Article by Wendy McCance
You know that old saying, Absence makes the heart grow fonder? Well I have discovered first hand how true that saying really is.
My husband and I have been married now for 7 years. We have had a very unconventional life when it comes to how close we have been. For 3 years, my husband and I worked at a truck assembly plant together. Not only did we work in the same plant, but we worked in the same area on the same shift. Because we both had jobs where we would work on any open job as an “extra man,” it wasn’t uncommon for us to work next to each other.
We were living together, driving together, taking breaks at work together and ultimately saw each other 24 hours a day, seven days a week. Even when we weren’t at work, we just truly enjoyed each other’s company. It was rare for us not to be doing something with each other.
Friends, family and co-workers would shake their head in disbelief. Not many people understood how we were able to spend so much time together without fighting or just plain getting sick of each other. Even more amazing was the fact that we really never ran out of things to talk about. We were lucky, we just really feel like the best of friends. We mesh with each other well and enjoy many of the same things. At work, we formed a big group of friends and had a lot of fun while we worked at the plant. It was an ideal life for us.
In 2009 the plant closed. My husband and I had to begin our lives over trying to find new jobs. This was the beginning of our separation from each other. It was a difficult time trying to get acclimated to working in two different places. No longer could we talk shop or hang out with mutual friends at our joint place of work. We each found our own way, our own friends and our own interests.
The first few years were just uncomfortable. We tried to settle into new roles and fill each other in on what work was like for each of us. It was an unusual feeling to hear about co-workers, office politics and the challenges of the jobs we worked at without having experienced it ourselves. It was disheartening not to mutually know those co-workers, the ins and outs of a job or what we each faced in our new roles. There was little we could do to guide each other or much else other than to show support by listening.
These last two years began a trend that has been even more challenging. My husband now works at what would be his dream job except for one feature, he has to do a lot of travelling. We thought not seeing each other for 40 hours or a little more each week was rough. My husband works at a company that has gone through tremendous growth in the last year. With it came a huge amount of time spent out-of-town. During this last summer, my husband spent about two and a half months on the road. Even now he seems to be gone more than he is home.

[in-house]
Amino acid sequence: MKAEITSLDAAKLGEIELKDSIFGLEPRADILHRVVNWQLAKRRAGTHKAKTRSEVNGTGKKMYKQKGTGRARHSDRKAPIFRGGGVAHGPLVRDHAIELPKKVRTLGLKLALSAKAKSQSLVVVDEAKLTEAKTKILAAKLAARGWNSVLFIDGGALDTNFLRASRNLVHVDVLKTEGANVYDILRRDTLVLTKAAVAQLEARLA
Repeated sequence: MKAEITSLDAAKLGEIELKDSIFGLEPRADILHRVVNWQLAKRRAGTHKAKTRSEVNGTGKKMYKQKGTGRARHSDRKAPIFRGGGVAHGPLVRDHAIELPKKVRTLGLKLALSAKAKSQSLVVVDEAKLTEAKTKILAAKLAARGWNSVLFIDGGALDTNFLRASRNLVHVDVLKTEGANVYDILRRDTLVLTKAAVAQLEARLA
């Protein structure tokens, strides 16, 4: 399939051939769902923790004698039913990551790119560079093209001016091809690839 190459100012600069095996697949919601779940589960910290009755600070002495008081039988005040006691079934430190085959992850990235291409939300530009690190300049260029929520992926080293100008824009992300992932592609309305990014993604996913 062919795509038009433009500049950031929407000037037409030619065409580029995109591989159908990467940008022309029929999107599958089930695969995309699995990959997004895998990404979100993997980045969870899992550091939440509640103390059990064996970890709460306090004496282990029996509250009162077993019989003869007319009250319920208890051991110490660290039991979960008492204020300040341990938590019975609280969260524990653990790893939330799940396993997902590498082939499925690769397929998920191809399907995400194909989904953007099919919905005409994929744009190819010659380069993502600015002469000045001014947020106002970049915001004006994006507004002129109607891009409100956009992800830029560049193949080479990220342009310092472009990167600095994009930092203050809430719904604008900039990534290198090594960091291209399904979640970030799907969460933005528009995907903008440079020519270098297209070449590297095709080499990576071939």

The amount of travel became a huge source of discomfort for both of us. Whenever my husband would come back home, there seemed to be a big disconnect. It would take time to get back into a routine and for my husband to get caught up on all the latest developments with our kids.
By the end of the summer, something began to change. I started seeing the travelling in a new light. I still am not a fan of all of the time away, but I have noticed the absence has sparked a new closeness that seemed to have become dull with time. There is that anticipation of seeing each other that had been missing for years. I have also become more appreciative of all of the things my husband does at home. He truly takes great care of the kids, myself and the house.
Each time before my husband would set out on another trip, he would run around like a lunatic making sure we would have comfort while he was gone. Anything that needed fixing, or cleaning or any sort of maintainance was handled so we wouldn’t have those worries while my husband was gone. That level of caring for the family has touched me so deeply. I feel incredibly loved and cared for because of my husband’s need to make everything easy on us while he is gone.
When my husband returns home, I jump into high gear myself. My husband will come home to a freshly cleaned home, fully stocked kitchen, home cooked meals, and the understanding that he is to do nothing more than to relax. I won’t let him lift a finger if I can help it.
Those times of absence from each other have solidified how much we really do care for each other. Although we had no doubt, it still feels good to see how much we care for each other demonstrated in such a sweet way. Absence really does make the heart grow fonder.
To contact Wendy McCance about a writing or social media assignment, interview or speaking engagement, please email her at: firstname.lastname@example.org
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